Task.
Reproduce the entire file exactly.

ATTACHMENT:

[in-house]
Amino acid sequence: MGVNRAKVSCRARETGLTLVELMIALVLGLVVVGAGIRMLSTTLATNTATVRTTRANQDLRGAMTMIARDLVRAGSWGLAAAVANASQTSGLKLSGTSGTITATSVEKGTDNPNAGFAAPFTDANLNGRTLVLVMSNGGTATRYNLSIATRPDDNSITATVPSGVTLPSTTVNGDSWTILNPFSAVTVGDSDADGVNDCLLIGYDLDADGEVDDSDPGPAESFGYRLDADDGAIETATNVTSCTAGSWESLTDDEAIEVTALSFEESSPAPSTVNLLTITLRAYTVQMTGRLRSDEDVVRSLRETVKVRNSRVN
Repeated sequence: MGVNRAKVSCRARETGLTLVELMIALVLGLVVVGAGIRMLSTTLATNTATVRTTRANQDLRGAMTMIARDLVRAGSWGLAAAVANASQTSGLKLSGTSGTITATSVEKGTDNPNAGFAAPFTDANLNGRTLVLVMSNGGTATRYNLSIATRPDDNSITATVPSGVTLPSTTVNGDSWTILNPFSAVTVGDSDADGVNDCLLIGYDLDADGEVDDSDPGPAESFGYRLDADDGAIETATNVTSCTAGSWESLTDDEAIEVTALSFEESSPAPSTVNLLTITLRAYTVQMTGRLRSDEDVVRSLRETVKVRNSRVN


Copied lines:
[in-house]
Amino acid sequence: MGVNRAKVSCRARETGLTLVELMIALVLGLVVVGAGIRMLSTTLATNTATVRTTRANQDLRGAMTMIARDLVRAGSWGLAAAVANASQTSGLKLSGTSGTITATSVEKGTDNPNAGFAAPFTDANLNGRTLVLVMSNGGTATRYNLSIATRPDDNSITATVPSGVTLPSTTVNGDSWTILNPFSAVTVGDSDADGVNDCLLIGYDLDADGEVDDSDPGPAESFGYRLDADDGAIETATNVTSCTAGSWESLTDDEAIEVTALSFEESSPAPSTVNLLTITLRAYTVQMTGRLRSDEDVVRSLRETVKVRNSRVN
Repeated sequence: MGVNRAKVSCRARETGLTLVELMIALVLGLVVVGAGIRMLSTTLATNTATVRTTRANQDLRGAMTMIARDLVRAGSWGLAAAVANASQTSGLKLSGTSGTITATSVEKGTDNPNAGFAAPFTDANLNGRTLVLVMSNGGTATRYNLSIATRPDDNSITATVPSGVTLPSTTVNGDSWTILNPFSAVTVGDSDADGVNDCLLIGYDLDADGEVDDSDPGPAESFGYRLDADDGAIETATNVTSCTAGSWESLTDDEAIEVTALSFEESSPAPSTVNLLTITLRAYTVQMTGRLRSDEDVVRSLRETVKVRNSRVN